Well, I found it by looking through a stack of old books stashed in an unnamed and dank corner of the attic.
It's a story that appears in a french science-fiction anthology edited in 1983: "Univers 1983", where it is marked as "inédit", i.e. unpublished as yet.
The short story was re-published in 1989 in another anthology, "La Frontière Eclatée" ("The Shattered Frontier").
It is called "La Vallée des Ascenseurs" (literally "The Valley of the Lifts", which doesn't sound promising). The authors are Sylviane Corgiat and Bruno Lecigne. That duo has written a few novels, none of which I have read or heard of. So the story is originally in french. I don't know whether it has ever been translated. I don't think so.
Seeing that "Tron" (the movie) had opened in 1982, the authors may have gotten some inspiration from that.
From the text, here is the handwaving explanation about the alternate reality. There is no direct link to virtual reality or gaming.
The computerman Conrad, now Sir Conrad, has established himself as king of the city of Bass-Einf as he can perform miracles in this reality. Standing in front of his self-portrait in his royal chamber, he reflects on his past:
He contemplated his portrait. He had portrayed himself as a teenager
with short hair, with lines accentuating the angles of his face. He
had conceived this painting by trying to remember an old photo ID
formerly taken for the Wotan project file. His candidacy had been
favorably received. He had become a computer man.
Wotan was a gigantic
computer gathering all of the world's data banks. It was later discovered
that Wotan could give access to other strata of reality, which was globally
called the computosphere because of its property to absorb or swallow
computer programs. The computer-men, who lived in symbiosis with
Wotan, had the possibility of projecting themselves into the
computosphere. It was unclear to what extent these other universes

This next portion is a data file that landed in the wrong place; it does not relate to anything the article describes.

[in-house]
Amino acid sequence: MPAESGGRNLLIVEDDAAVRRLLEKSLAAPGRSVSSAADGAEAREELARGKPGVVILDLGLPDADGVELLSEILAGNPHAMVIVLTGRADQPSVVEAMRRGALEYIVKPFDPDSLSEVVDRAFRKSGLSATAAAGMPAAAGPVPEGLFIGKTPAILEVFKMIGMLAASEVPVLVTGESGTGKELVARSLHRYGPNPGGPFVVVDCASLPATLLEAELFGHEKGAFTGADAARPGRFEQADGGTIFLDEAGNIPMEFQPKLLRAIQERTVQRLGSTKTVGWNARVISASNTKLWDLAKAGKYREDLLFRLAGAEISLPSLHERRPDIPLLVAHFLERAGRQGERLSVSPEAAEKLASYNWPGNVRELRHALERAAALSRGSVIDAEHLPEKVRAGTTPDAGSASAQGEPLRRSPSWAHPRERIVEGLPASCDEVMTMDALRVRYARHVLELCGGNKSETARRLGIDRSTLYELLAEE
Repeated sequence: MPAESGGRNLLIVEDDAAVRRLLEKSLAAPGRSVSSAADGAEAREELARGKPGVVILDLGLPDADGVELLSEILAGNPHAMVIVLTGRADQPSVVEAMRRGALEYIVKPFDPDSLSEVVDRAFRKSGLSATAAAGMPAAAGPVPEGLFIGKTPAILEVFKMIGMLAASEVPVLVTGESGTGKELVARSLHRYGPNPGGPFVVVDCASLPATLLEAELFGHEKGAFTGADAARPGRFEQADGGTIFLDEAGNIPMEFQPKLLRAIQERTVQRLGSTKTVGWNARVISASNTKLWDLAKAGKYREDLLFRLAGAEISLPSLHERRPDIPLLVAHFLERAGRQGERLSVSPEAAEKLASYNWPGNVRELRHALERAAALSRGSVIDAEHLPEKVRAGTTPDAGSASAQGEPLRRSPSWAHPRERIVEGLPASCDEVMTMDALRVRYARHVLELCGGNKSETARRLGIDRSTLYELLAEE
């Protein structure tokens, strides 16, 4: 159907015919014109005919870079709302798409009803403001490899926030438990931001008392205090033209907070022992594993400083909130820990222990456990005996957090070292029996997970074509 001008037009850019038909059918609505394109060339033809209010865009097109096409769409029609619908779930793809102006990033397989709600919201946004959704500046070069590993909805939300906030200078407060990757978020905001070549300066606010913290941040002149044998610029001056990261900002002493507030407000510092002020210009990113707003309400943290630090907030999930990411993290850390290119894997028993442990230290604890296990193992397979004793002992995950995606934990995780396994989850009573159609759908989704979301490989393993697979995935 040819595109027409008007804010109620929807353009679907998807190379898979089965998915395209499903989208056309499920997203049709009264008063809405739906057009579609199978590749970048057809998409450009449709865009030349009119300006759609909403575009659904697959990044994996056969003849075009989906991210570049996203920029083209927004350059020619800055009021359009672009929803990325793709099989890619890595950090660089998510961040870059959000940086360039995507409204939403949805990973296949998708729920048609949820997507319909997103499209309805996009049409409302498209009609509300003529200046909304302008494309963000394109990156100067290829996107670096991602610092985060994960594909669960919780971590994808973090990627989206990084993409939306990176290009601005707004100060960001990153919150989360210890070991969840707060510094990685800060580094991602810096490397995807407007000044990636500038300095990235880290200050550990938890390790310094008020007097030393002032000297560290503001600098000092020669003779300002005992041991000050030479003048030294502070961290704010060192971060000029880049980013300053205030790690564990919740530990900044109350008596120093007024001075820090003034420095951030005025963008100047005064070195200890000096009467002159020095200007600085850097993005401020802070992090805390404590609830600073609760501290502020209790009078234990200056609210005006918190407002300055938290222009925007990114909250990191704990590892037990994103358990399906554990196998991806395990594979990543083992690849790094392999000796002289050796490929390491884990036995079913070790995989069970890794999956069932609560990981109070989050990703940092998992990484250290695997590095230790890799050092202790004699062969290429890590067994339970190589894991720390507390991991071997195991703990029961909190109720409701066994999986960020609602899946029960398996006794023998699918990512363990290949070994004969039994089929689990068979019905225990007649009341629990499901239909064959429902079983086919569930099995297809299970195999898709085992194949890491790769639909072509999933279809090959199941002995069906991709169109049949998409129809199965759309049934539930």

pre-existed Wotan; or otherwise to what extent the
simulated programs in the computer had shaped the profile of these
worlds. Some computermen had undertaken the exploration of the deepest
and most stable strata. Many had never returned ... just could not
have come back, because of what they had discovered. This was the case
of Conrad, Sir Conrad.
Sometimes, in a paradoxical reversal, he had
the impression that he never really had had an earthly life; a kind of
expired childhood, now being erased, in which the adult was unable to
recognize himself. Even if Bass-Einf was only a computed reflection, a
simulation of the universe, the real Conrad was the one who lived in
this country, painted, breathed the icy air, had enjoyed Silvanie's arms.
Sometimes, however, he was conscious of living as if out-of-place, of being
a usurper and of occupying the palace of someone else, so that one day
someone would demand that he give back what did not belong to him. He
was unable to decide between these two contradictory feelings.
Silvanie's dumbfounded eye, he emptied a tube of black onto the canvas
and carefully spread the thick paint over the whole surface of the
The story ends with Alexander the hitman killing Conrad by throwing him overboard one of the lifts going down from Bass-Einf:
"Farewell, Conrad," he said. He hurled him overboard. He did not hear
the sound of the body being crushed, miles down.
It did not matter. Farewell, Conrad he thought with sadness. If it
cheers you up, know that I will not go back.
He had made his decision, for good. Bass-Einf was now lacking a Worker
of Miracles. Tomorrow morning, Alexander would take a lift, again. To
the city of Bass-Einf.
In his mind he formed the image of a pack of cigarettes, which rolled
over the worn floor of the platform. He took the first puffs,
listening to the irregular creaking of the giant mechanisms.